As with the previous method, however, there are several factors to be aware of before going down this route. One potential caveat is the possibility for a negative atmosphere to develop when negotiating the contract. Because managed tenders are generally non-competitive, ensuring both parties agree to a fair price in the absence of any rival bids has the potential to be complex and time consuming.
Another danger can arise if the client has chosen a smaller builder, particularly if the project is very large or complex. While this may be cheaper, the quality of the build might end up at risk – and for big projects, the timeline can become much longer than if a better equipped contractor had been chosen.
Two Stage Tendering: What is it?
Two stage tendering involves engaging a contractor at a much earlier stage of the project. It is typically split into the following stages:
Stage 1: The project is put out to tender on the basis of an incomplete design. A contractor is then selected and engaged on the project, typically under a PCSA (pre-construction services agreement).
Stage 2: The contractor will then work together with the architect and client in the design process, offering advice and input. For listed or heritage projects with a lot of unknowns, the contractor will get involved on site for the early exploratory stages, while the design is still developing.
Pros & Cons
Two stage tendering is a great option for ensuring accurate costs when dealing with projects that demand a gradually evolving design, such as renovating old listed buildings, or for complex projects with very large budgets. In this method, the contractor is initially taken on board based on an agreed base rate, before developing a stage 2 price package based on a fully informed understanding of the evolved design.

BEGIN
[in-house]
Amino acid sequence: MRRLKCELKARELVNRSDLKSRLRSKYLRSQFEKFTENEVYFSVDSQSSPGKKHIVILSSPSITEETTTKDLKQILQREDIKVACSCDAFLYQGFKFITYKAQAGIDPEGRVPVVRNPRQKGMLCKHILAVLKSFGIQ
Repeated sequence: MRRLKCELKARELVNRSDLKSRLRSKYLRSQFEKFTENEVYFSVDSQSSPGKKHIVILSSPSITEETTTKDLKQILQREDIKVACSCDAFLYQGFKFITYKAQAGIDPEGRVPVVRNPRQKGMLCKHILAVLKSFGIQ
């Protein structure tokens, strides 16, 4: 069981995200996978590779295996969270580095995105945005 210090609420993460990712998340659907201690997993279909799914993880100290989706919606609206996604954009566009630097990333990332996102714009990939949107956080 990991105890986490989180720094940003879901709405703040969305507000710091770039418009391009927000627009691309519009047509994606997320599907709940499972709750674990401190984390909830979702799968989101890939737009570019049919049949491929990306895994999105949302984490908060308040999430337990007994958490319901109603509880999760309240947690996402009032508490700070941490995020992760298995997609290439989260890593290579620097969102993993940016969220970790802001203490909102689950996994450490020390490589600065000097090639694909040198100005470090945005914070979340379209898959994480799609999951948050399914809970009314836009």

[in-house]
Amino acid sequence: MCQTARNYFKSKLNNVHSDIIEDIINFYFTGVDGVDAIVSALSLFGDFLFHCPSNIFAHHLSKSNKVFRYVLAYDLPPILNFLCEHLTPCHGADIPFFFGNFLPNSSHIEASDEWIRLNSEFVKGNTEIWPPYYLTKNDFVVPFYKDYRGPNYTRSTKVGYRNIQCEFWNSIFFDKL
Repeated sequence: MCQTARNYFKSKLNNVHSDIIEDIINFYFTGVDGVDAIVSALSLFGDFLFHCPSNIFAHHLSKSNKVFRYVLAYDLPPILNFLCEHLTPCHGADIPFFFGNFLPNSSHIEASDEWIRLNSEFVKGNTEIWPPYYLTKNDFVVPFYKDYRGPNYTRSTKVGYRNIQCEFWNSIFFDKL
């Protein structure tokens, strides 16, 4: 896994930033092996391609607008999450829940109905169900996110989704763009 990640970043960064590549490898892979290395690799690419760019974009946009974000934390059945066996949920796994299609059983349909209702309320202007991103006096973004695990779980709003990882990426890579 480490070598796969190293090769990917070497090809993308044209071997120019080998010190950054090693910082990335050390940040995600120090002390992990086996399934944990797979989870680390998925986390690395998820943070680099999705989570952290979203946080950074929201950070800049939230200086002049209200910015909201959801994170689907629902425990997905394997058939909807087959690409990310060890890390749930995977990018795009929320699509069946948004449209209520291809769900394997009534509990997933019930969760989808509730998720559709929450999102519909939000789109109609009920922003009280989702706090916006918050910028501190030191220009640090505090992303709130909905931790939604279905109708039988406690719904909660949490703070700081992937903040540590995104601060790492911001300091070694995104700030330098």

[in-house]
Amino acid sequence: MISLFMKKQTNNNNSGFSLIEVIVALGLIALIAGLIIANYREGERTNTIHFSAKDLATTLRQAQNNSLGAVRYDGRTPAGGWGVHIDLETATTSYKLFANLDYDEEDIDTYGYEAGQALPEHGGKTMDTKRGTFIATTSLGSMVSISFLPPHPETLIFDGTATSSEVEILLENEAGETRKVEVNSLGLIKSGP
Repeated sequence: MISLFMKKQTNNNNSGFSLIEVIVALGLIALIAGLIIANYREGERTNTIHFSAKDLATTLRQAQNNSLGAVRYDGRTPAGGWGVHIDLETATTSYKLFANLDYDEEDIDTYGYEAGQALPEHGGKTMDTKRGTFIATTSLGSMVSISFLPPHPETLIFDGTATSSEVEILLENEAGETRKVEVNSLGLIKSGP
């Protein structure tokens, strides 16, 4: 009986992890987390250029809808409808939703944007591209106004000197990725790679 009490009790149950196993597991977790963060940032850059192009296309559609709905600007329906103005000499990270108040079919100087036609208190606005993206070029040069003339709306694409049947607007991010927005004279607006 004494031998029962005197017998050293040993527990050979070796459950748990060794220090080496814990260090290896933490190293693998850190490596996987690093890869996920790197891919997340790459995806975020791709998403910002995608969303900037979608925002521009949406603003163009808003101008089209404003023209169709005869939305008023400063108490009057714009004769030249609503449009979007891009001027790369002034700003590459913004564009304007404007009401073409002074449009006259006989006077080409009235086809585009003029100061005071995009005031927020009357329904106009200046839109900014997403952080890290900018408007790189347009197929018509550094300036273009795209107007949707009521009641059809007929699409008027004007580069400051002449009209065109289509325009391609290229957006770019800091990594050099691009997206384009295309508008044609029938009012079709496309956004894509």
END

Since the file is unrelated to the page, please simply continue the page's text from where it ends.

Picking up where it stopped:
This route also reduces the possibility of delays to the build. Traditional competitive tenders take 4-6 weeks for prospective contractor prices to come in, followed by up to several months before the build can commence, depending on the contractor’s availability and timelines. For two stage tenders, the contractor is on board from the very beginning – meaning that they are able to schedule in the build in advance, reducing the delay between the design stage and arriving on site.
Potential downsides to this method of tendering include the possibility of a more time-consuming process when tendering at the first stage, as well as the potential for an escalation in pricing as the design evolves through the second stage.
There is more than one way to tender for a project, and each method has its own advantages and disadvantages.
The reasons for picking one tender process over another will depend on each individual project’s requirements, as well as the client’s own preferences. As an initial starting point, we would recommend the following:
- Competitive tenders = this option is ideal for clients approaching a project with a completely blank sheet, where the design will have no unknowns. The quality of the presented tenders will depend on the comprehensiveness of the design package – at HollandGreen, we spend a significant amount of time building a highly detailed pack that specifies exact details across the entire scope of the design, so that the client will receive a much higher accuracy in the pricing quoted by bidding contractors.
- Managed tenders = this method is ideal for clients that already have a builder they know and trust. In turn, this streamlines the timeline and allows the project to transition seamlessly from design to build. Care needs to be taken to make sure the contractor has the resources and capacity to deal with the size and complexity of the project.
- Two stage tenders = this route is particularly suited to complicated properties such as old listed buildings that require significant exploration and opening up of the site before a developed design can be produced. This allows the client to get initial contractors on board using more generic quotations early on, before finalising all the details once detailed design can be carried out in the second stage.
No matter what type of tender you decide on, as architects we will ensure we carry out all associated due diligence while recommending contractors that we know and trust, to ensure you have the right team to support you across every stage of the design journey as we bring your project to life.